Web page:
1. What it means to be an engaged online video viewer
  2. Why engaged viewers watch online video
  3. How online video holds viewers attention
  4. Which types of online video are more likely to engage consumers
  5. Whether online video present advertisers with a unique medium with which to reach consumers
  6. How viewers feel toward online video advertising
  7. Which advertising experiences are more likely to be be accepted by viewers
Online Video is Hot
  • Nearly 2/3rds of those online in the U.S. watch video in a typical month (117M)
  • The average online video viewer watches 56 minutes a week (>100m of total viewing hours each week)
  • Moving beyond strictly a YouTube phenomenon – people are watching everything from animation to TV re-runs to news clips
Our kids will take a look at us sideways when we talk about schedules for TV.”

Engaged Viewers are Most Attractive
Online video is creating a market of users who are more engaged and involved with the content being viewed (pay more attention – as I check email, switch between baseball playoffs, Monday night football and a “classic” Sharks hockey game, draft a blog entry, twitter, talk to my son and listen to voice mail) and are more receptive to ads. Marketers need to understand this audience and then leverage video content to connect to their core/target audiences.
Who are Engaged Video Viewers
Forrester defined Engaged Viewers as those who watch more than an hour of online video per week.
  • Though they are just 36% of online viewers, they watch 74% of all video
  • A third of them – 36% – are between 13 and 24 years old
  • They spend 2.5 hours with online video a week (on average), watching 6.1 different types of video content
  • They pay close attention to what they are watching (vs. when watching TV)
Forrester breaks these Engaged Viewers down into more detailed groups of consumers worth understanding.
Long-Form Video Engages More
Long-form content sites not only attract desirable viewers, but also they cultivate an environment that garners more viewer attention and engagement with advertising. Some unique attributes of those who watch long-form content online:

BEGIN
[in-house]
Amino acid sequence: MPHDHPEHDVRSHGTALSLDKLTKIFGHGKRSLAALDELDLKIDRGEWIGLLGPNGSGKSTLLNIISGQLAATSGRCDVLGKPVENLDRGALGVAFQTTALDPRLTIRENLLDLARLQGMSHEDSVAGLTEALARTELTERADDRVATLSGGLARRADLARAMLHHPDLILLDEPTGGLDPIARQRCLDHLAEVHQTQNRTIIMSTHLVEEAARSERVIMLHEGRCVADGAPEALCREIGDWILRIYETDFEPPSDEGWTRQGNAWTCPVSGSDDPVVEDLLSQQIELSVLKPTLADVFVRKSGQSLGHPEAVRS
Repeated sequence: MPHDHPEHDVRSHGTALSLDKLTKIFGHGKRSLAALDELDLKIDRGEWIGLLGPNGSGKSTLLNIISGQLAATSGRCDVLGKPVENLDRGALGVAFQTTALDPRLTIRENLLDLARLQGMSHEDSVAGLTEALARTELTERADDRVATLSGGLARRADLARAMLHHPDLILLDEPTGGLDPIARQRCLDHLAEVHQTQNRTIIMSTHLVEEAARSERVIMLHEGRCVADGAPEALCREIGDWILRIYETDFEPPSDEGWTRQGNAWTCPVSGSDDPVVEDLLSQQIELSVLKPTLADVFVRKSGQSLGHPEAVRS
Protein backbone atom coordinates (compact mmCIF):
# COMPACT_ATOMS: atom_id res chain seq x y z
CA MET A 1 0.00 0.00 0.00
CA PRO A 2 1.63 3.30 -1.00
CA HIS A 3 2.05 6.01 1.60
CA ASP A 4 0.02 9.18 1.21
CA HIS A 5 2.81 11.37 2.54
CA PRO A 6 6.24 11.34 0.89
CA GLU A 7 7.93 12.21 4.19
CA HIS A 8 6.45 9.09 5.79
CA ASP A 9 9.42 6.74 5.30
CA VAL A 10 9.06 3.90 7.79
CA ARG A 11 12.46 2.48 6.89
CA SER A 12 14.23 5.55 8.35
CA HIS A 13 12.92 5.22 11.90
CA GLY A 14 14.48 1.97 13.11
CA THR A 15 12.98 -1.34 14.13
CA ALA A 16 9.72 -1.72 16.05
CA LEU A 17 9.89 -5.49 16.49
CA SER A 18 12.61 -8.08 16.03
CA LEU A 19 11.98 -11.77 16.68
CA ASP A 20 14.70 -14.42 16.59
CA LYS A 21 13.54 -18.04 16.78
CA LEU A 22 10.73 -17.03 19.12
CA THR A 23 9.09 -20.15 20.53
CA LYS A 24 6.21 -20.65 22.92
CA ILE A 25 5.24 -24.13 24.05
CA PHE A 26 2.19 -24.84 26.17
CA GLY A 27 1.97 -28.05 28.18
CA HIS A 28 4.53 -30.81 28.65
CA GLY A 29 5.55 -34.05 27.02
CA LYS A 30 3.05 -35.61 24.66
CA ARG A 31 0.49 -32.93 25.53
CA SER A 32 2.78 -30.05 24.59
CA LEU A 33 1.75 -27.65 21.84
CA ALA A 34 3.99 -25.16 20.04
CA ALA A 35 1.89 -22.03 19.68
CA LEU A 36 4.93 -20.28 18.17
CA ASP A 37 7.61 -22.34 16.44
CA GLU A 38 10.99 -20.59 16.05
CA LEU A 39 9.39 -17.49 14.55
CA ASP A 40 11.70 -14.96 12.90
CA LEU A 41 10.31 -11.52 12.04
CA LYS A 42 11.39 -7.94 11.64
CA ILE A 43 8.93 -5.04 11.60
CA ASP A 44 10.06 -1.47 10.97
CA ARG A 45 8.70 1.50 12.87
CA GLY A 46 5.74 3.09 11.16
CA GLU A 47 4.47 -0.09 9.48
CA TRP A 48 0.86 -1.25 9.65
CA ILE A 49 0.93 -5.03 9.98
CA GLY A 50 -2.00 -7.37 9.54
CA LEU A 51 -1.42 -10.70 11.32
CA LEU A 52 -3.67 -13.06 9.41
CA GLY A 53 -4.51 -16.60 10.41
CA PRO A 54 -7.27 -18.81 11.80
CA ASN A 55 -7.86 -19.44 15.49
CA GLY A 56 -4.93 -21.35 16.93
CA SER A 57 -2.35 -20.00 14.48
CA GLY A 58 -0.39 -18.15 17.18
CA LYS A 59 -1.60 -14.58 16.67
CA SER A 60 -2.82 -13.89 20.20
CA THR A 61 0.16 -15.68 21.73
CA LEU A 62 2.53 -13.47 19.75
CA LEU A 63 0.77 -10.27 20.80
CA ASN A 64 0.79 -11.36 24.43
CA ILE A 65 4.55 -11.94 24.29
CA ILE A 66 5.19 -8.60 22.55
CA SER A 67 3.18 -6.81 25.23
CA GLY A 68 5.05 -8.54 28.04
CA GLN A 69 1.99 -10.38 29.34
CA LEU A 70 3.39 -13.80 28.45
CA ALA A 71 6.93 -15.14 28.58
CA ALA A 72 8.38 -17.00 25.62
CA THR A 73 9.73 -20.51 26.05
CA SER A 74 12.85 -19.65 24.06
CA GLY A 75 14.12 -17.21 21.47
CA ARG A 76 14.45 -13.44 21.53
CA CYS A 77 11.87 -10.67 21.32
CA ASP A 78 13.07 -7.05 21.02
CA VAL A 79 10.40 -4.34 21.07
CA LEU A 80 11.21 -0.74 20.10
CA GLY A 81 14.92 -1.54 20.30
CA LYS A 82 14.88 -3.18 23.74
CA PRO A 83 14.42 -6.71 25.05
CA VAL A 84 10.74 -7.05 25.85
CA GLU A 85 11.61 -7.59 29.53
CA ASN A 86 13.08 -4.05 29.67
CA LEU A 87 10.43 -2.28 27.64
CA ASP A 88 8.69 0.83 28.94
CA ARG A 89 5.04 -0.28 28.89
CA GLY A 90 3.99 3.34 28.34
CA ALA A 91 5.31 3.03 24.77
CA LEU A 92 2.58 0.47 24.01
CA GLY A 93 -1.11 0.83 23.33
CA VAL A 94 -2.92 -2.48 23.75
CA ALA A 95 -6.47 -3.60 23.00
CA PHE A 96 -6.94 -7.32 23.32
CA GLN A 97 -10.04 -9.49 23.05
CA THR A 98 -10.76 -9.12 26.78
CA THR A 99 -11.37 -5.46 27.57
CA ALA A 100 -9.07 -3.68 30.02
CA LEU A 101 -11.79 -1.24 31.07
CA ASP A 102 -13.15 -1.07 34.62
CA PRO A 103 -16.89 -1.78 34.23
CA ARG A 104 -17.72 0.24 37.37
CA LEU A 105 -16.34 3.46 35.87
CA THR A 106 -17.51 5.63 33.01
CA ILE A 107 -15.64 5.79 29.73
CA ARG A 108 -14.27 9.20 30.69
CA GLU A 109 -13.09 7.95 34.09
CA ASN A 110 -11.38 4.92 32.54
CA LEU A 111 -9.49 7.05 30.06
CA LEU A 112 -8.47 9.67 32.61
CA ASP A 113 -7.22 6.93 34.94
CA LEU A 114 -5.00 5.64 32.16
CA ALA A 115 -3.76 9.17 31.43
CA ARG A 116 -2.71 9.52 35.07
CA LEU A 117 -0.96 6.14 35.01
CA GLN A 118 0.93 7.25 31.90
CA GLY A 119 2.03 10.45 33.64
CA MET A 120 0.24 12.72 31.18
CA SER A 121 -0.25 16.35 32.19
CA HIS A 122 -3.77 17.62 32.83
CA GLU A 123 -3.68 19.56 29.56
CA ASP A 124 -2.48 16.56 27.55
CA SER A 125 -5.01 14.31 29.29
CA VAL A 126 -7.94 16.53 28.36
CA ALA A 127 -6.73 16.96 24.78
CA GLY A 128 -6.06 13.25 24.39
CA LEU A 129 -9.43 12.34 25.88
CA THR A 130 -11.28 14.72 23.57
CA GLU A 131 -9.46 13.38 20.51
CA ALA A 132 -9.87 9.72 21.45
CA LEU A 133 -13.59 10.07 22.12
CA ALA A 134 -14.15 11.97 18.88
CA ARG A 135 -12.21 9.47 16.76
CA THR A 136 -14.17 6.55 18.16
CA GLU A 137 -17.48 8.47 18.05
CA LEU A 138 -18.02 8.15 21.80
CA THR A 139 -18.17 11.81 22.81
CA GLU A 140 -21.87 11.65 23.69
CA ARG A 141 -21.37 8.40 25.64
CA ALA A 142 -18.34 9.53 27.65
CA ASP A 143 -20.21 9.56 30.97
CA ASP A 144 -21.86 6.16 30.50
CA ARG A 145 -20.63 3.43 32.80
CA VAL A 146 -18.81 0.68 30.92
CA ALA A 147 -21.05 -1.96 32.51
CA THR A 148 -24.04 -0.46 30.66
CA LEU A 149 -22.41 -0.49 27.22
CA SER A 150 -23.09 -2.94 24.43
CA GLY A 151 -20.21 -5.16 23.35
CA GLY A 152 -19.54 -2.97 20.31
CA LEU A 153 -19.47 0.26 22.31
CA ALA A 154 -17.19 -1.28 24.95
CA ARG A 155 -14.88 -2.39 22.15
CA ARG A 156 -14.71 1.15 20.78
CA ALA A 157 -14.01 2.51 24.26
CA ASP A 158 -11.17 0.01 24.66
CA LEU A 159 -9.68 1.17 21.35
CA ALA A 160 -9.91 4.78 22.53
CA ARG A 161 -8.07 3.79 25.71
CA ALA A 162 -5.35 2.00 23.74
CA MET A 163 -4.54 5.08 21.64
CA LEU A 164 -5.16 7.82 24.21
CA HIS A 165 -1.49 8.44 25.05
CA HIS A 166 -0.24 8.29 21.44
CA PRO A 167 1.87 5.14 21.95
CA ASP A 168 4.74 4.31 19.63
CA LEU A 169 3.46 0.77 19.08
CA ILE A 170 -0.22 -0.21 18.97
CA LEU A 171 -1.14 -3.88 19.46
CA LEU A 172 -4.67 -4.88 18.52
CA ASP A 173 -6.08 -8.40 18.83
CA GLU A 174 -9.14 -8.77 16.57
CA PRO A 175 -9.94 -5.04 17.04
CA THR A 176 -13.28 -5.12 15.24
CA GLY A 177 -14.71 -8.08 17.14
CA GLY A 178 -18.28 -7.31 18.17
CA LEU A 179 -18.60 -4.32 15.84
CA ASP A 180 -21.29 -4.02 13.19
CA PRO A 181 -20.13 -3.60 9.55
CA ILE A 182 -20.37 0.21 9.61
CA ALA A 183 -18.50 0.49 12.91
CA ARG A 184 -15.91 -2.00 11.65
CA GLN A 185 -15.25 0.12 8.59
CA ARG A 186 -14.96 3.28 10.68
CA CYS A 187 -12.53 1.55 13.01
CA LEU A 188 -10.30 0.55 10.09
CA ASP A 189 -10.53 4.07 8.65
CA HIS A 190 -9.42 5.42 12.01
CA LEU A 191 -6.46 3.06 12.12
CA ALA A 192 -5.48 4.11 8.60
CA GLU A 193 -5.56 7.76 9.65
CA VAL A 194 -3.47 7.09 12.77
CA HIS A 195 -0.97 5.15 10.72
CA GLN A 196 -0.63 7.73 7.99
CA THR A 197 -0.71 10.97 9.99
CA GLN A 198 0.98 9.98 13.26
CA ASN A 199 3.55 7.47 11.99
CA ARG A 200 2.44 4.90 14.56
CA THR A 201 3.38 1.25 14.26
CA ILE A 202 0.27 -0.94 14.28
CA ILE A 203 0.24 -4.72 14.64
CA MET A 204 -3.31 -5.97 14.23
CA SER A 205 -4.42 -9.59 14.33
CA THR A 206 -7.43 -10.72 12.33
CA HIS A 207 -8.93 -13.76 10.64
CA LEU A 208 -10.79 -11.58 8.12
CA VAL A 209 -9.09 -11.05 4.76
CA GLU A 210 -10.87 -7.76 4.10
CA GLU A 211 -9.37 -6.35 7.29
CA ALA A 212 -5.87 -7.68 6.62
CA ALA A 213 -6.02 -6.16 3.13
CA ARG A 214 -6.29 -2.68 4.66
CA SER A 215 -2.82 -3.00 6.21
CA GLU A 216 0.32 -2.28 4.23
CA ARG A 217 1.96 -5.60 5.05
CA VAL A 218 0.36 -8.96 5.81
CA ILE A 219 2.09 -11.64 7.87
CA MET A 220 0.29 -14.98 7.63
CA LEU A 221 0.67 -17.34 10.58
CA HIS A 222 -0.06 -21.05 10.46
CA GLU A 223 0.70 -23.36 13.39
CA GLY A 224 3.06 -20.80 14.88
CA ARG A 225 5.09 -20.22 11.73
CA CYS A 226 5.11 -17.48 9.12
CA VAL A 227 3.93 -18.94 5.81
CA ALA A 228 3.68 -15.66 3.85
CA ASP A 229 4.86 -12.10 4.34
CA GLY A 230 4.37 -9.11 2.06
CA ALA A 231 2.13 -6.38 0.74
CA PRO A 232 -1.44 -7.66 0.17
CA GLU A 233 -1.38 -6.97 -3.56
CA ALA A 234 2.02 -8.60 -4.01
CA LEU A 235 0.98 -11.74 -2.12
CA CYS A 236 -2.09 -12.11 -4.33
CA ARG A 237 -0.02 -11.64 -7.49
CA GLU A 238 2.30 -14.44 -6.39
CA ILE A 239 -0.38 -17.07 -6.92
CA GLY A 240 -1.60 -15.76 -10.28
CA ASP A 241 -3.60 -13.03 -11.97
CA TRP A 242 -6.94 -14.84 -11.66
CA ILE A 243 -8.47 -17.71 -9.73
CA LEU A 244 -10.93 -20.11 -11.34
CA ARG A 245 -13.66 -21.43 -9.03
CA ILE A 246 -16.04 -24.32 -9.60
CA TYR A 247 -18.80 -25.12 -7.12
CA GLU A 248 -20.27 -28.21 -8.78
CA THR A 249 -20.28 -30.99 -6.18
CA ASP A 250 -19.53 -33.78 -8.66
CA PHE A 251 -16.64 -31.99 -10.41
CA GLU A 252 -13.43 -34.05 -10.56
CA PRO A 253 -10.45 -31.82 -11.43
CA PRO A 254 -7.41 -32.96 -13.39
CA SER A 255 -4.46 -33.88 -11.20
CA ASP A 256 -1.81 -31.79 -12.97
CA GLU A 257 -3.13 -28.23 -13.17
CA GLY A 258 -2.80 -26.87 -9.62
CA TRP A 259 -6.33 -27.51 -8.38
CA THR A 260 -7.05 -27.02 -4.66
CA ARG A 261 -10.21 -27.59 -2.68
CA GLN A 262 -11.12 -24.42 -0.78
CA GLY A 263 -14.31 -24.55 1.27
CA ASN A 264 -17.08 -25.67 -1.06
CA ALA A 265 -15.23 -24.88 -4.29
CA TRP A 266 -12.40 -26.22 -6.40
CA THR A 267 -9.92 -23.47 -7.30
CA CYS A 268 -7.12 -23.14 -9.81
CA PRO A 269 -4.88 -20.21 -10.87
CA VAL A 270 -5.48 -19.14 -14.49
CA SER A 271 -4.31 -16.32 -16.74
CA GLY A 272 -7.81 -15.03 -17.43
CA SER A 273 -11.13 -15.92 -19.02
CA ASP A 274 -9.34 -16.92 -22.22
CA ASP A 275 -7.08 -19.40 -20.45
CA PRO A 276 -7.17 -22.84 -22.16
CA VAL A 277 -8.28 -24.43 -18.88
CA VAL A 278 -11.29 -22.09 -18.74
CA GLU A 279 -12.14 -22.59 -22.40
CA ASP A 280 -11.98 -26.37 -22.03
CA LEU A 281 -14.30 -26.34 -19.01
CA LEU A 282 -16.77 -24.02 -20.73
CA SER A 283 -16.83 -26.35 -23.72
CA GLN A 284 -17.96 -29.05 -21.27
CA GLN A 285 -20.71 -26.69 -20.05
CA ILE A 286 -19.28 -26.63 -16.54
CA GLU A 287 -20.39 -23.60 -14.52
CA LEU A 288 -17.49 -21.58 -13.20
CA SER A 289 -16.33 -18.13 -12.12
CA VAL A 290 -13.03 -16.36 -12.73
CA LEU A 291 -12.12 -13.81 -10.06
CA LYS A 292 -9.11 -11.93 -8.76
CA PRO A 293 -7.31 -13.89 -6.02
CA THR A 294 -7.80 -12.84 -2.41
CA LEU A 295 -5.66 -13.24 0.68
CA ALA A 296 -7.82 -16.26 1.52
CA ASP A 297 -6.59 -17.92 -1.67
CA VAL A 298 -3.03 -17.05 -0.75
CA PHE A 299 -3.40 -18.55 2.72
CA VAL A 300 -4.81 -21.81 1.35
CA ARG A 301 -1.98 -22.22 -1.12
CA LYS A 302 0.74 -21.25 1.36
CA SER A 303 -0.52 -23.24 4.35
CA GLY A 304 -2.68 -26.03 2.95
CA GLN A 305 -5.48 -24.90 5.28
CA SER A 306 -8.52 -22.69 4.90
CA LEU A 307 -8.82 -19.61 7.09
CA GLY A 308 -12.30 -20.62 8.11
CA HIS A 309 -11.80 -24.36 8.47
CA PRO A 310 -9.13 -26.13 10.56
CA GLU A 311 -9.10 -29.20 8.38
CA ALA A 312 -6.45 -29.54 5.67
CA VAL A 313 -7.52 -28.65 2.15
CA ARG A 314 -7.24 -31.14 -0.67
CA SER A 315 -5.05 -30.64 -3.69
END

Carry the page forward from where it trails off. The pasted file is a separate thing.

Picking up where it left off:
• more likely to pay full attention to the videos they watch
  • interact and rate the videos they watch more often
  • 2x as likely to recall in-video ads
  • agree more readily that advertising helps pays for their free experience
  • try to replicate the TV experience by looking for things “they wish were on TV”
Implications for Content Providers
Online video growth will continue and will result in more engaged viewers. Content providers need to prepare given:
  • Engaged Viewers want even more content
  • They want it to be even easier to watch
  • They enjoy the convenience of watching many kinds of video on the same site
Implications for Advertisers
Advertisers need to rethink their approaches in order reach the Engaged Viewer
  • Think “Advertainment“, not Advertisement – be creative and don’t repeat the same ad over and over in the same piece of content
  • Use all the ad units on a page in concert to activate viewers
  • Use content (and sites) to target video ads
More details, including details on the make-up and composition of engaged video viewers, available Veoh Networks.
See NY Times (GigaOM) coverage, including recent research from Heavy.

October 7, 2008

Watching the Web . . . How Online Video Engages

Filed under: Video — @smokejumper @ 2:39 am
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View this blog post Watching the Web . . . How Online Video Engages on SmokeJumper Strategy.

Tomorrow in NYC, Veoh Networks will host the first in their Insight Series, “Watching the Web:  Engaging Consumers in Online Video.” In addition to discussions with Michael Eisner (Founder, The Tornante Company) and Dimitry Shapiro (Founder, Veoh Networks), there will be an expert panel with Albert Cheng (EVP Digital Media, Disney-ABC Television), Patrick Keane (EVP/CMO, CBS Interactive), Greg Clayman (EVP, MTV Networks), Amanda Richman (SVP, MediaVest) and Tom Morgan, (Chief Strategy Officer, Move Networks).

Joining this impressive group (with their lofty titles), will be James McQuivey of Forrester Research.  Forrester was commissioned by Veoh Networks to conduct some in-depth and independent research on how online video, including long-form (TV and movies) engages audiences differently than short-form video and television.
I was fortunate enough to work on this research on behalf of Veoh – thanks to Mike Henry, Annie Morita, Edwin Wong and the rest of the team at Veoh.  I will provide some summary level insights in this blog once James has had a chance to unveil Forrester’s work tomorrow.